Additionally, Frei and Morriss propose that effective leaders tackle problems swiftly, while also being accountable for the well-being and success of their customers, employees and shareholders. These leaders embody the mantra of their book title: They move fast and fix things. To achieve this, they invest as much effort in cultivating trust as they do in accelerating pace. Speed, they argue, energizes an organization and clarifies its direction. Trust, on the other hand, persuades stakeholders to join the journey. Business leaders face a choice in determining which of four operational modes their organization will adopt:
- Inevitable decline.
- Reckless disruption.
- Responsible stewardship.
- Accelerating excellence.
Frei and Morriss state that their objective in writing the book was to create a change narrative that unleashes energy and imagination, converting this momentum into rapid impact. In essence, they aim to revitalize corporate metabolism. To achieve this, they outline how to break conventional patterns by moving quickly, while also caring for oneself, colleagues and stakeholders. They illustrate this approach through the metaphor of days of the week.
Related Article: Building a Culture of Organizational Change Acceptance
Change Management Monday: Identifying Roadblocks and Assembling Problem Solvers
Monday focuses on pinpointing an organization’s problems and surfacing roadblocks to progress. Initially, it may be unclear which problems change leadership should tackle. Therefore, the Monday objective is to foster curiosity and assemble a team of problem solvers. These individuals can assist leaders in identifying the most pressing issue to address. To accomplish this, leaders and their teams must gather information, necessitating skilled and empathetic listeners who are comfortable stepping outside their comfort zones.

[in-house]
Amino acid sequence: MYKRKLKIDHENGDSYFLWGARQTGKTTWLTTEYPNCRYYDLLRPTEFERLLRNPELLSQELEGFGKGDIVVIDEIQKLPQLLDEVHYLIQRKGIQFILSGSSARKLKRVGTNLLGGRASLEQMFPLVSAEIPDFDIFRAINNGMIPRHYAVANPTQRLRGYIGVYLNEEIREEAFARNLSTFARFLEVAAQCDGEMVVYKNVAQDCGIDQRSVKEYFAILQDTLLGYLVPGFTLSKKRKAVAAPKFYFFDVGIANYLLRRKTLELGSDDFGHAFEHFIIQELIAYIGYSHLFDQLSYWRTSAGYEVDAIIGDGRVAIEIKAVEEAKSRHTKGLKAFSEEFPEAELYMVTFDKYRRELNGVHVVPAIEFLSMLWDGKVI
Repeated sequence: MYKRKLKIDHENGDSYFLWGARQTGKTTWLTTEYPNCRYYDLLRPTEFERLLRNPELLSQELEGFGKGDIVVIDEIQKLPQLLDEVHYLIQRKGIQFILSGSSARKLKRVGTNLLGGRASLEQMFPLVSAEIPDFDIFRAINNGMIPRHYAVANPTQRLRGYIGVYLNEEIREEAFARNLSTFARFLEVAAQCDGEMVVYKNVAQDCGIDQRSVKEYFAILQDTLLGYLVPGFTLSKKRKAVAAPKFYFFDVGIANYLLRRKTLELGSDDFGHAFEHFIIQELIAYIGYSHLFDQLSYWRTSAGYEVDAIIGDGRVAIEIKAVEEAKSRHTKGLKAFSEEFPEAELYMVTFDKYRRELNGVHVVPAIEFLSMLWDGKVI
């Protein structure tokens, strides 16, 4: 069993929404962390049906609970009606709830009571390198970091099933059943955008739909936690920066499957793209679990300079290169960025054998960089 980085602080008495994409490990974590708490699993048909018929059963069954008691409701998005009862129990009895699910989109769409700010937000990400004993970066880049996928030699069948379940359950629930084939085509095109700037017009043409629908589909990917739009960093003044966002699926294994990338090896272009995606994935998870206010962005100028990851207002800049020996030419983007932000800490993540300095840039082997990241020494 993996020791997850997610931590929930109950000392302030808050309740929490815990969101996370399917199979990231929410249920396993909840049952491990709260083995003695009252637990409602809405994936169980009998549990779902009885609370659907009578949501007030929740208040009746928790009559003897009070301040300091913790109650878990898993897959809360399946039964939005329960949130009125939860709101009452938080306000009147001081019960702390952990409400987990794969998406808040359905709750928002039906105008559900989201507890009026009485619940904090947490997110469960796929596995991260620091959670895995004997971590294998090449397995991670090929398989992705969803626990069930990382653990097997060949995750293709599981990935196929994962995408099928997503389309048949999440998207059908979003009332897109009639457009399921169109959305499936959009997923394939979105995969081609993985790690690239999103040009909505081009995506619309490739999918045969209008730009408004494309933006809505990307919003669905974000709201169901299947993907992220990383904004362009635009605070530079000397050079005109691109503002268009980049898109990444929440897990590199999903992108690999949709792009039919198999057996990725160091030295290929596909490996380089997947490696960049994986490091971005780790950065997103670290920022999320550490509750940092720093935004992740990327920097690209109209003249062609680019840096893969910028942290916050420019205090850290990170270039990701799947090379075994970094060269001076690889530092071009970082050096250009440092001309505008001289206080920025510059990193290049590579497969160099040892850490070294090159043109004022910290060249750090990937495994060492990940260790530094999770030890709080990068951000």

These individuals should also be adept at identifying who is missing from the conversation. To illustrate, Honeywell established a quality circle focused on diversity and inclusion several years ago. The group’s initial step was to diversify its membership, which required participants to be comfortable enough to acknowledge when they lacked relevance or expertise.
Another critical task for Monday involves identifying what is hindering an organization and selecting potential problems to address. To effectively accomplish this, change leadership must gather data on their candidate issues. Armed with this data, they should formulate a business case. Subsequently, leaders must decide which business problem they aim to resolve. At this stage, it’s crucial to maintain a clear perspective and recognize indicators that the organization is stagnating.
Related Article: CIOs Step Up to the Role of Change Leader
Change Management Tuesday: Laying the Foundation for a ‘Good Enough’ Plan
Confidently, leaders must ensure they are addressing the right problem, designing a viable solution, and building trust in that solution. This entails rapid learning and conducting intelligent experiments, an approach echoing the principles in “The Unicorn Within.” At this juncture, it’s vital for leaders to abandon the pretense of already knowing the solution. They should objectively test ideas to determine their effectiveness. Once this is achieved, the objective for Tuesday is to develop what the authors term a “good enough” plan.